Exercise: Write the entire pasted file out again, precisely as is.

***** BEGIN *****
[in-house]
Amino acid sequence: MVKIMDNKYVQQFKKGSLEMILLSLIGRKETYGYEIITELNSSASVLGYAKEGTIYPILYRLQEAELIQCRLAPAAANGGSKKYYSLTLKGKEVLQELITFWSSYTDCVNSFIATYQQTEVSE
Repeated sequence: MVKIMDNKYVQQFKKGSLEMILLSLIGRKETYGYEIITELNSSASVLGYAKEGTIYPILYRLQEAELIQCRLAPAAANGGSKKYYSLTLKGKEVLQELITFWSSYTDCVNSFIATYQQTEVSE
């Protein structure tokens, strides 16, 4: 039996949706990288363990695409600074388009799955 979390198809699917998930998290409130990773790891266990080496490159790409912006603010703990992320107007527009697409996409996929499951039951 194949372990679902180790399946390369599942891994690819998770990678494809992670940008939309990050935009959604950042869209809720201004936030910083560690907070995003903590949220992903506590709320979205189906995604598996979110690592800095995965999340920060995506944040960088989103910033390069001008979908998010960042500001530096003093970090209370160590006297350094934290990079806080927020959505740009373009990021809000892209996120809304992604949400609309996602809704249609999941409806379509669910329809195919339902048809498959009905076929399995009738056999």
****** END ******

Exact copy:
[in-house]
Amino acid sequence: MVKIMDNKYVQQFKKGSLEMILLSLIGRKETYGYEIITELNSSASVLGYAKEGTIYPILYRLQEAELIQCRLAPAAANGGSKKYYSLTLKGKEVLQELITFWSSYTDCVNSFIATYQQTEVSE
Repeated sequence: MVKIMDNKYVQQFKKGSLEMILLSLIGRKETYGYEIITELNSSASVLGYAKEGTIYPILYRLQEAELIQCRLAPAAANGGSKKYYSLTLKGKEVLQELITFWSSYTDCVNSFIATYQQTEVSE
């Protein structure tokens, strides 16, 4: 039996949706990288363990695409600074388009799955 979390198809699917998930998290409130990773790891266990080496490159790409912006603010703990992320107007527009697409996409996929499951039951 194949372990679902180790399946390369599942891994690819998770990678494809992670940008939309990050935009959604950042869209809720201004936030910083560690907070995003903590949220992903506590709320979205189906995604598996979110690592800095995965999340920060995506944040960088989103910033390069001008979908998010960042500001530096003093970090209370160590006297350094934290990079806080927020959505740009373009990021809000892209996120809304992604949400609309996602809704249609999941409806379509669910329809195919339902048809498959009905076929399995009738056999």